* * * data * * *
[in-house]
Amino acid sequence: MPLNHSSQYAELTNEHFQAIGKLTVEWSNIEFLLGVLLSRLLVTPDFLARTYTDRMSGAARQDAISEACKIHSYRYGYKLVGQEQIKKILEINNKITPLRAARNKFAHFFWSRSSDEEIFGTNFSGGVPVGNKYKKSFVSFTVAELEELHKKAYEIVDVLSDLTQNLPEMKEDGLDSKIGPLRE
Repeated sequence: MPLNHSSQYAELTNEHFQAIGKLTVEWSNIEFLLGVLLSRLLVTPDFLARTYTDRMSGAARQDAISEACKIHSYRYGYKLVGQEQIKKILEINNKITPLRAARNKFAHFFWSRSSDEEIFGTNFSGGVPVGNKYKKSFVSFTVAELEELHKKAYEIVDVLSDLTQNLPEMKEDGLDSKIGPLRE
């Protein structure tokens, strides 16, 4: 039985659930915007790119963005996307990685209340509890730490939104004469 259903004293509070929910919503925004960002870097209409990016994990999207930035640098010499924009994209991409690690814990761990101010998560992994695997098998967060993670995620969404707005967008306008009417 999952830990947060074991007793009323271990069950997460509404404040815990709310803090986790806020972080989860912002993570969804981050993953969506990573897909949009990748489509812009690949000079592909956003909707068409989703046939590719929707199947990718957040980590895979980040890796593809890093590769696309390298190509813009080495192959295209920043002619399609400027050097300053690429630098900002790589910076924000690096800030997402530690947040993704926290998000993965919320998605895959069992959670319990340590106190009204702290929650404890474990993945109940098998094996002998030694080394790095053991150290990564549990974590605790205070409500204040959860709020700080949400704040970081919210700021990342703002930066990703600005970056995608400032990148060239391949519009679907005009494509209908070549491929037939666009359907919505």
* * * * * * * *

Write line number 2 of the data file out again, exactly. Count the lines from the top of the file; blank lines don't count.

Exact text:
Amino acid sequence: MPLNHSSQYAELTNEHFQAIGKLTVEWSNIEFLLGVLLSRLLVTPDFLARTYTDRMSGAARQDAISEACKIHSYRYGYKLVGQEQIKKILEINNKITPLRAARNKFAHFFWSRSSDEEIFGTNFSGGVPVGNKYKKSFVSFTVAELEELHKKAYEIVDVLSDLTQNLPEMKEDGLDSKIGPLRE